TODAY it seems you can’t turn a corner without bumping into someone using their mobile phone.
Constant communication is now not only possible, it’s expected, and this has become especially true in our professional lives.
In fact it’s hard to believe that the way it is now isn’t the way it has always been.
With a history dating back almost 150 years, telecommunication has helped to shape the life and work of almost every person living in the UK. We now have so many choices that we need to take on board the advice of professionals in order to determine which specifications will best suit our needs.
Up until the 1970s, static landlines were the only option for the majority, with exceptions for hand held devices in cars and military vehicles.
Then came the development of the mobile phone as we know it. First introduced in the USA in 1973, the first generation of mobile phone allowed a maximum talk time of just 30 minutes and required a ten hour battery recharge period.
Produced by Motorola’s chief of portable communication products, J.F. Mitchell, the device weighed almost 1kg and was nicknamed, ‘the brick’.
It wasn’t until 20 years later that the second generation (2G) of mobile phones was introduced to the UK market. With the addition of SMS texting and a more compact casing, this model became widely popular not only with business professionals, but in the mass market.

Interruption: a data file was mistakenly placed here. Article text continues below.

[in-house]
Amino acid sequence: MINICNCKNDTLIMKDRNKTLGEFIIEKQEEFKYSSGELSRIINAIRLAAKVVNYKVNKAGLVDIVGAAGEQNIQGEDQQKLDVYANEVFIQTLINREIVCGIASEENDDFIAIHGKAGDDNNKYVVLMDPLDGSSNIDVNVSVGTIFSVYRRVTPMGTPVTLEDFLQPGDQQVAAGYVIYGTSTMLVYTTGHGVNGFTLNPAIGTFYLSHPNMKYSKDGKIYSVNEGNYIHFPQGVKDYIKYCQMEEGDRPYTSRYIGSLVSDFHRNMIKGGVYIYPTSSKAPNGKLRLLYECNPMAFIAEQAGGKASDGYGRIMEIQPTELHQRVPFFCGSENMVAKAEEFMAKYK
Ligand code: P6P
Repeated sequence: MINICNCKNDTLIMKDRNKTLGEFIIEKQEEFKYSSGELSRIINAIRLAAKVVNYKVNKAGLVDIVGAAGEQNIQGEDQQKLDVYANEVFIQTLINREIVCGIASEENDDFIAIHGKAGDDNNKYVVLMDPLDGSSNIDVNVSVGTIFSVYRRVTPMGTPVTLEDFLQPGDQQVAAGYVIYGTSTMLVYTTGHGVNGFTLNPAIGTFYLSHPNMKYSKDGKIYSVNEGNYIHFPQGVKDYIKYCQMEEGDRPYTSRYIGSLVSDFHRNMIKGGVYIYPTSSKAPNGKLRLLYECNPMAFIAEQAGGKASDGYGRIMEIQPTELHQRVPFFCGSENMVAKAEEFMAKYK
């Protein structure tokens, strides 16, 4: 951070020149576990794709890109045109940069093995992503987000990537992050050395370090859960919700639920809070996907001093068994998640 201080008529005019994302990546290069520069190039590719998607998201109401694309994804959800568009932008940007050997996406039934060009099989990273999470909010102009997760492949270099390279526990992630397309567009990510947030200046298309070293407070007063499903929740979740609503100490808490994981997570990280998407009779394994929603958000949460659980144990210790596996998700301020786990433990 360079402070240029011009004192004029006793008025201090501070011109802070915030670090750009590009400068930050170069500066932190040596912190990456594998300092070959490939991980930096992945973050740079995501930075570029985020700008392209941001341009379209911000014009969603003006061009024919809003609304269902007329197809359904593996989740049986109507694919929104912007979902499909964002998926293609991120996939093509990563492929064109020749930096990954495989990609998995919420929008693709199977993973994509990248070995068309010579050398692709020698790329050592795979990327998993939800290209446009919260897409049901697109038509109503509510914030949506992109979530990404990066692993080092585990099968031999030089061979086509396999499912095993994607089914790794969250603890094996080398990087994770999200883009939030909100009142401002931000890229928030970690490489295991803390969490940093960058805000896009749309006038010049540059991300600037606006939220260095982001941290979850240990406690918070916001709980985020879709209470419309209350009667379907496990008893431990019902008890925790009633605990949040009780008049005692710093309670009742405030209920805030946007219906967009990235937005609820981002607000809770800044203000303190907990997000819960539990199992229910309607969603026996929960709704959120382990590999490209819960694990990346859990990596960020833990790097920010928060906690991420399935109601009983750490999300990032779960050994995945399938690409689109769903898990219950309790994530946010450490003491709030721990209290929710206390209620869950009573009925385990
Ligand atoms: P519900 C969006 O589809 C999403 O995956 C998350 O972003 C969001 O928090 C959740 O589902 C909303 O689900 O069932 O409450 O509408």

After another decade a new form of mobile device began to emerge, the smartphone. A combination of the usual cellular communication and internet facilities, both the third and fourth generation (3G and 4G) models of mobile phone allow for a wireless connection to emails and web browsers, making them the ultimate business tool.
Although 4G offers faster internet speed, there are very little other variants between this and the less advanced 3G models. The main differences come instead from which network provider you sign up with.
The history of telecommunications cannot however be attributed to mobile phones only. The introduction of broadband also had a significant impact on the way we conduct our business communication.
Until the late ’90s, the majority of homes and businesses used a dial-up internet connection. The introduction of broadband allowed for more users to be online at any given time and drastically increased the amount of bandwidth available which in turn led to a complete overhaul of the way we use the internet.
One example of this comes in the form of Voice over Internet Protocol, otherwise known as VoIP. Online video and voice calls through outlets such as Skype and FaceTime are only available thanks to the introduction of broadband and this is currently being improved upon as bandwidth increases.
VOIP technology effectively offers a phone service which operates through internet connections, rather than standard landlines. The service has proven to be extremely popular with business owners thanks to its flexible nature and the ability it offers to receive calls at the same number, wherever you are.
Understanding the evolution of communications is essential when it comes to making predictions about the advancements that are still to come.
Over the past 150 years, businesses have found it increasingly easier to communicate, and this is sure to continue in the future. In a working environment which often demands 24-7 communication, any further advancement that is made cannot come soon enough.